March 2005 The Meeting in
The Regents will discuss several
issues related to closing the achievement gap, including high school math
standards, the school report card and graduation standards. As part of continuing work to strengthen
the State Education Department, the Board will recognize the third group of
graduates from the Department’s Leadership Academy. EMSC-VESID will review several new
charter applications, one renewal of an existing charter and a request by the
SUNY Board of Trustees to extend the charters for 13 schools until June 30, 2005
to prevent a lapse in their operations during this school year.
BY STATE EDUCATION COMMISSIONER RICHARD P. MILLS
The Meeting in Brief: The Regents will discuss several issues related to closing the achievement gap, including high school math standards, the school report card and graduation standards. As part of continuing work to strengthen the State Education Department, the Board will recognize the third group of graduates from the Department’s Leadership Academy. EMSC-VESID will review several new charter applications, one renewal of an existing charter and a request by the SUNY Board of Trustees to extend the charters for 13 schools until June 30, 2005 to prevent a lapse in their operations during this school year.
The policy review of early childhood education that the Board begins this month will have consequences as far reaching as the decision a decade ago to implement high academic standards. When New York can guarantee a good start for every child, most of the challenges we face today in closing the achievement gap will disappear. Between today and the day we can honestly make that guarantee stands hard work and difficult choices.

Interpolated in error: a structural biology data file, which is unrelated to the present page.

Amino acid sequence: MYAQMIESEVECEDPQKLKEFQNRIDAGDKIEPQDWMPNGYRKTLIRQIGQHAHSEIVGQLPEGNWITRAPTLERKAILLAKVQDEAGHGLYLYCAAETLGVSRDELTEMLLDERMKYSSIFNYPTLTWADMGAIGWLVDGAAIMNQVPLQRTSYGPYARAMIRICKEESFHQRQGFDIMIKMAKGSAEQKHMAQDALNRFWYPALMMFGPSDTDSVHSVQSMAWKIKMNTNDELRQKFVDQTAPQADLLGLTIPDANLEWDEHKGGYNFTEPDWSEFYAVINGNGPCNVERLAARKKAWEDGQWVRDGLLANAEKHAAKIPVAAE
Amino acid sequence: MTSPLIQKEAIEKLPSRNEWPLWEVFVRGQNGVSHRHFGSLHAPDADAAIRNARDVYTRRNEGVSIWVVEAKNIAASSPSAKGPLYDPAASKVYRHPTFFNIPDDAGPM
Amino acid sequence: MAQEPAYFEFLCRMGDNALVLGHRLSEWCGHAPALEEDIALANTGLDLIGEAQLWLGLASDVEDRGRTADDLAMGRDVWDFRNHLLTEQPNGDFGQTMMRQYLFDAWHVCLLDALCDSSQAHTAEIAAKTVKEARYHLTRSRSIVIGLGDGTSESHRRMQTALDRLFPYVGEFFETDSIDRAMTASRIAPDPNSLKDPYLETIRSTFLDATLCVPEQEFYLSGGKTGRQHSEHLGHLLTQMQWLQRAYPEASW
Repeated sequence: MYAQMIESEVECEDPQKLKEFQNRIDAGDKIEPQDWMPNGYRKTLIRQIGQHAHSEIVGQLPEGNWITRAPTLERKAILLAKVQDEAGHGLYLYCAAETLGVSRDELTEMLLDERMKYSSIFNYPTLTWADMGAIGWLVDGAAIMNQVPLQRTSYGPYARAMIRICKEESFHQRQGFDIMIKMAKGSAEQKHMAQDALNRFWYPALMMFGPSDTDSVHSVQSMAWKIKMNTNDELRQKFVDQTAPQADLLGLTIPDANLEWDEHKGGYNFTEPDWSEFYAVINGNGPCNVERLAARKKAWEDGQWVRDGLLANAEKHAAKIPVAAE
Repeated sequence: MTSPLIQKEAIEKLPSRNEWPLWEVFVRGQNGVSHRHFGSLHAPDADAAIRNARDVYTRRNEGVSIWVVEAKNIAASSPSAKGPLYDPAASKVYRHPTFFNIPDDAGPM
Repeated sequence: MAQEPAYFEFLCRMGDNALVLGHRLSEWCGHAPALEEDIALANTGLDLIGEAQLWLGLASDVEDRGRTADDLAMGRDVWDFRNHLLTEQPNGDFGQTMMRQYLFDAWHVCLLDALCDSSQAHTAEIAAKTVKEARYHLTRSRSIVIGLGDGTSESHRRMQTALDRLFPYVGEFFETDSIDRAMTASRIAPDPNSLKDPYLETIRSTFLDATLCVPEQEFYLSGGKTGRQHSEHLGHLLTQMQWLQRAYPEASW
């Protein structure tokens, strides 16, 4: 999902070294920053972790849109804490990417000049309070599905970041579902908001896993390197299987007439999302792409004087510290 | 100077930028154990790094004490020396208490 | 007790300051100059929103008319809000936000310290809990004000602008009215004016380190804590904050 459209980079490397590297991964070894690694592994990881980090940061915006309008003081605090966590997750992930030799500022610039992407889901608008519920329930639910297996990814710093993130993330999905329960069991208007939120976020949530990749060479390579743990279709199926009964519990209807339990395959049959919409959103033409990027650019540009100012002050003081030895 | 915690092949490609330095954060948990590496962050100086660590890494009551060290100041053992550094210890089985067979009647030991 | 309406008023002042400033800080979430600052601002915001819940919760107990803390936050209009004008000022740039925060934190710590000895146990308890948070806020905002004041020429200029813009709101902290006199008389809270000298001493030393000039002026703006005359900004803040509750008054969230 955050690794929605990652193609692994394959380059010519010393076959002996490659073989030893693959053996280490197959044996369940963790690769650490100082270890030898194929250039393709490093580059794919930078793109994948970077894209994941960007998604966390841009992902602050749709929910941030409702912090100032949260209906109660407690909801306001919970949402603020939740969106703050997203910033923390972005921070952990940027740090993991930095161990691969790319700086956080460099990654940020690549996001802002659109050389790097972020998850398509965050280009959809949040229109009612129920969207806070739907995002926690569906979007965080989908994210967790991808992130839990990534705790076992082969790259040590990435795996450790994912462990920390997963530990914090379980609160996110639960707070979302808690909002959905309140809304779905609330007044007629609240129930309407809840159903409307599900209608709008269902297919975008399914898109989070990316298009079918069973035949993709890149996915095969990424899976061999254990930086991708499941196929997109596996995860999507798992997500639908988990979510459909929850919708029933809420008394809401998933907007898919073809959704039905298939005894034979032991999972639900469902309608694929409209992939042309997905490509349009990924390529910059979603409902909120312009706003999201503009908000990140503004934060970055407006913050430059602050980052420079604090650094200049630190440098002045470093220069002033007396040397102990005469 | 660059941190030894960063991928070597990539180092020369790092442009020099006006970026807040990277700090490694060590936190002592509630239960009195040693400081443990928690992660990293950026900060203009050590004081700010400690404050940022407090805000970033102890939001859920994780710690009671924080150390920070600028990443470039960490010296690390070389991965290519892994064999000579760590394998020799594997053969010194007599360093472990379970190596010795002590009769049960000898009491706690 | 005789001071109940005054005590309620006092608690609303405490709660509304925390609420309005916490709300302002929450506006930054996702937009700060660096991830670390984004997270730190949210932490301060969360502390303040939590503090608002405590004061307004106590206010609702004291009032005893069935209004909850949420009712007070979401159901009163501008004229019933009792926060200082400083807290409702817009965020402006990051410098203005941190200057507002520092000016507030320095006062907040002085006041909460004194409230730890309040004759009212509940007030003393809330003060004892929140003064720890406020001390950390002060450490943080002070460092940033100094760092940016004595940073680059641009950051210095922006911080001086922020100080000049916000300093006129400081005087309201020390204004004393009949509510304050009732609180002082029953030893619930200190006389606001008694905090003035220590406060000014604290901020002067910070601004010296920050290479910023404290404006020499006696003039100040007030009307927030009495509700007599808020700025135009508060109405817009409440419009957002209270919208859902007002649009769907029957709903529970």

The Regents decided to make this policy review one of their priorities. This month, the Board will discuss a paper that proposes a framework for that policy. The 24-month calendar calls for a decision in December. The foundations for this work include hearings in 2004 and more discussions with stakeholders. The hearings extended beyond the early education community to include many members of the University of the State of New York (USNY). This inclusive approach was actually the first implementation decision, because a strong early education system is the foundation for USNY. Including everyone at the beginning helps ensure not only good policy, but also good rollout once the Regents decide.
Among the proposed policy directions are these:
· Statewide focus on children from birth to three
· Pre-K an entitlement
· Compulsory school age at 5
· Stronger teacher preparation and professional development
· Assessment of outcomes
· Increased opportunities for integration of students with disabilities into preschool programs
The paper explains why the Board must address this priority now. For example, 1.2 million New York children under the age of 6 are in care outside the home. Eighty percent of four-year-olds are in some kind of early care prior to kindergarten. What are these children learning?
One of many thought-provoking suggestions is this: “Leverage the resources of USNY.” We are ready to do that. The Board’s USNY Summit in November must have a strong early childhood element. Our intent, after all, is to eliminate the gap in student achievement. Where better to start than at the beginning?
The High School Graduation Standard